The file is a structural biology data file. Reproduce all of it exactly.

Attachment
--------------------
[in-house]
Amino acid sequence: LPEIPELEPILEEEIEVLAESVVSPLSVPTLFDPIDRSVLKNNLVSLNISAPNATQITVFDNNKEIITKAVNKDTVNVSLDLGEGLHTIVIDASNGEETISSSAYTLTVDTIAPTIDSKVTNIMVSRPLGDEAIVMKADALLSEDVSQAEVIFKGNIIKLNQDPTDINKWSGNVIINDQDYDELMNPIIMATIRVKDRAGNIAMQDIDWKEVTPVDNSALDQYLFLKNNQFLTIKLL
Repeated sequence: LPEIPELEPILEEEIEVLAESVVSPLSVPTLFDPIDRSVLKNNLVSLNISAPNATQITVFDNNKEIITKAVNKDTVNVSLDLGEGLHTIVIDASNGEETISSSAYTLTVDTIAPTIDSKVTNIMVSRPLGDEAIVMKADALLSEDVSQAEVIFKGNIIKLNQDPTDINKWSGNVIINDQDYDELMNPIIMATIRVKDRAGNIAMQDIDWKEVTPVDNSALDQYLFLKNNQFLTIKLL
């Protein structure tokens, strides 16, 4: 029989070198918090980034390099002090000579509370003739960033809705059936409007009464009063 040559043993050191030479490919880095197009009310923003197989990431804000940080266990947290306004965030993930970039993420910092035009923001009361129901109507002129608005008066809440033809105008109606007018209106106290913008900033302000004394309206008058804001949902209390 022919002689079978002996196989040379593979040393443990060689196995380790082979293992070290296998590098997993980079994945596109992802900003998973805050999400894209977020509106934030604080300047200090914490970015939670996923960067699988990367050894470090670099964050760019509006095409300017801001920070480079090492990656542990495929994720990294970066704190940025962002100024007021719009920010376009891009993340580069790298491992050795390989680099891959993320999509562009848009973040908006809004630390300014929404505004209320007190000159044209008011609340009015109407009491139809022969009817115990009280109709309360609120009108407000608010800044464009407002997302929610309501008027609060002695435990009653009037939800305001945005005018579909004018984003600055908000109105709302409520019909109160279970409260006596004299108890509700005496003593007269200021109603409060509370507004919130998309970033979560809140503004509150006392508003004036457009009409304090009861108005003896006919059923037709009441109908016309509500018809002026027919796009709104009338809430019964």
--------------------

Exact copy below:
[in-house]
Amino acid sequence: LPEIPELEPILEEEIEVLAESVVSPLSVPTLFDPIDRSVLKNNLVSLNISAPNATQITVFDNNKEIITKAVNKDTVNVSLDLGEGLHTIVIDASNGEETISSSAYTLTVDTIAPTIDSKVTNIMVSRPLGDEAIVMKADALLSEDVSQAEVIFKGNIIKLNQDPTDINKWSGNVIINDQDYDELMNPIIMATIRVKDRAGNIAMQDIDWKEVTPVDNSALDQYLFLKNNQFLTIKLL
Repeated sequence: LPEIPELEPILEEEIEVLAESVVSPLSVPTLFDPIDRSVLKNNLVSLNISAPNATQITVFDNNKEIITKAVNKDTVNVSLDLGEGLHTIVIDASNGEETISSSAYTLTVDTIAPTIDSKVTNIMVSRPLGDEAIVMKADALLSEDVSQAEVIFKGNIIKLNQDPTDINKWSGNVIINDQDYDELMNPIIMATIRVKDRAGNIAMQDIDWKEVTPVDNSALDQYLFLKNNQFLTIKLL
């Protein structure tokens, strides 16, 4: 029989070198918090980034390099002090000579509370003739960033809705059936409007009464009063 040559043993050191030479490919880095197009009310923003197989990431804000940080266990947290306004965030993930970039993420910092035009923001009361129901109507002129608005008066809440033809105008109606007018209106106290913008900033302000004394309206008058804001949902209390 022919002689079978002996196989040379593979040393443990060689196995380790082979293992070290296998590098997993980079994945596109992802900003998973805050999400894209977020509106934030604080300047200090914490970015939670996923960067699988990367050894470090670099964050760019509006095409300017801001920070480079090492990656542990495929994720990294970066704190940025962002100024007021719009920010376009891009993340580069790298491992050795390989680099891959993320999509562009848009973040908006809004630390300014929404505004209320007190000159044209008011609340009015109407009491139809022969009817115990009280109709309360609120009108407000608010800044464009407002997302929610309501008027609060002695435990009653009037939800305001945005005018579909004018984003600055908000109105709302409520019909109160279970409260006596004299108890509700005496003593007269200021109603409060509370507004919130998309970033979560809140503004509150006392508003004036457009009409304090009861108005003896006919059923037709009441109908016309509500018809002026027919796009709104009338809430019964």